Part 2: False Allegations Almost Cost Father Life in Prison

This piece continues my earlier one about Tracy West’s false allegations against Louis Gonzalez III.  When we last saw him, prosecutors had just withdrawn criminal charges against Gonzalez, but retained the ability to refile them at any time.

Co-workers looked at him sideways; women he asked out learned of the charges and said “thanks, but no thanks.”

And then there was the battle in family court.  West had a restraining order issued against Gonzalez based on her allegations in the criminal matter.  That meant he couldn’t see his son for eight months after his arrest. 

So his attorneys attacked the order which West withdrew rather than face a hearing in family court.  Gonzalez, after all, had no fewer than 10 alibi witnesses and a straight-arrow veteran police detective who said there was no way Gonzalez could have done what West claimed.

The court awarded him $55,000 in attorneys fees for having to fight a fraudulently-obtained order.  West filed for bankruptcy protection and hasn’t paid a dime.

Next came custody of the child.

In her closing argument, Gonzalez’s custody attorney, Denise Placencio, said West had been trying to divide father and son for years — attempting to change the boy’s surname, moving him from Nevada to California, offering Gonzalez money to relinquish parental rights.

“The last resort was to frame Mr. Gonzalez and put him in jail,” she said.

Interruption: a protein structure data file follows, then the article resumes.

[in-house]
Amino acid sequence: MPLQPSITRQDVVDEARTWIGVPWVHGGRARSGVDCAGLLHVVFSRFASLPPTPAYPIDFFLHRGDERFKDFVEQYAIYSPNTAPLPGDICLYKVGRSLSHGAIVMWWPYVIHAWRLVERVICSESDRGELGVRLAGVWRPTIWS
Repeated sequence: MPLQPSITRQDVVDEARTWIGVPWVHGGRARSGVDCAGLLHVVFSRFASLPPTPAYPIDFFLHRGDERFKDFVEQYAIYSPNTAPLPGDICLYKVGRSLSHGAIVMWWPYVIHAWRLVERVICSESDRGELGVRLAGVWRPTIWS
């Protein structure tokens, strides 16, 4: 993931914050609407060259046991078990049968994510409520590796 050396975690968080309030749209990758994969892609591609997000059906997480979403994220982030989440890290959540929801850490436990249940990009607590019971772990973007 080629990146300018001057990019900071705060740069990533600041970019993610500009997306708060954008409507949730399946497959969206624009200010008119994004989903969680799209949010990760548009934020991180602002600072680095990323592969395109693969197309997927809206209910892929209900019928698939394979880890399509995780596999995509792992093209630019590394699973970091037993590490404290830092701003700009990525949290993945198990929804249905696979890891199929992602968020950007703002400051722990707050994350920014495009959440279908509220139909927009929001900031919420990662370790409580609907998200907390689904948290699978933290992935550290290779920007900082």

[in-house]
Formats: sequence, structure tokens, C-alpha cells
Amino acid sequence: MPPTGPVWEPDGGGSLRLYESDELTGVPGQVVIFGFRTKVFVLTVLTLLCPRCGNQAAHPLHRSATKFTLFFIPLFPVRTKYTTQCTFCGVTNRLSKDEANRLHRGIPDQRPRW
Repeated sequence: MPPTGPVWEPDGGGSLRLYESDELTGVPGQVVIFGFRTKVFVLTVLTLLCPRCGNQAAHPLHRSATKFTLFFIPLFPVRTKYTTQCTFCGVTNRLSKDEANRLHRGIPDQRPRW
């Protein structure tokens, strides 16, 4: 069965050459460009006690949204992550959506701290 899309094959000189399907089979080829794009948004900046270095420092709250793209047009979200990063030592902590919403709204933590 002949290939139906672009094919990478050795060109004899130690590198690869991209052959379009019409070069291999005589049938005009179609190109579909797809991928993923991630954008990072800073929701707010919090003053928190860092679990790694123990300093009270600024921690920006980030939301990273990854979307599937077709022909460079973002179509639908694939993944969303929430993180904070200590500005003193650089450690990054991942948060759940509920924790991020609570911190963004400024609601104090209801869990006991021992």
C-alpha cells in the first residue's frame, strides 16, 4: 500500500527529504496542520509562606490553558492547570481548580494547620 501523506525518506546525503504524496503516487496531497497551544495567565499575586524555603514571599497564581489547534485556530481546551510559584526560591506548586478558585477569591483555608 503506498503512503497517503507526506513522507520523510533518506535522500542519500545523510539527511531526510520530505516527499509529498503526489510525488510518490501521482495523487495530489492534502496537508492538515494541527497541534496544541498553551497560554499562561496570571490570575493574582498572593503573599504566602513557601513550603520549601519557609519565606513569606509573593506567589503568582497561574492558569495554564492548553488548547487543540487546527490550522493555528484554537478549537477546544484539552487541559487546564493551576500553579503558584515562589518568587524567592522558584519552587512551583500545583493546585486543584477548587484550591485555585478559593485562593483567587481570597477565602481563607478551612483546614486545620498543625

The judge concluded that West’s insistence on Gonzalez’s guilt “with no rational basis” was an attempt to remove the boy from his father’s life.

“She continues to maintain that he’s guilty of this heinous crime, and he’s not,” the judge said. “The court finds if mom is allowed to maintain primary physical custody, she’s more likely to continue with this.” She appeared to be a good mother otherwise, he said, and it was with “a heavy heart” that he awarded custody to the father.

In 2009, Gonzalez’s attorneys asked the criminal court to do a thing that’s almost never done – declare him “factually innocent.”  Over the objections of the county prosecutors, the court did just that.

The last act of the drama was for Gonzalez to try to convince prosecutors to charge West with criminal wrongdoing in filing a false police report.  They refused.

Asked why West hadn’t been charged with filing a false police report, Ellison, the Ventura County prosecutor, gave this explanation: “We could not say with 100% certainty that Tracy West was lying.”

That rationalization looks a lot like the family court judge’s when he tried to decide whether West had fabricated the incident or perhaps another person had committed the crimes.

In that regard, it’s worth noting that West knew Gonzalez well and always said he was her attacker.  She told the same story again and again both under oath and not.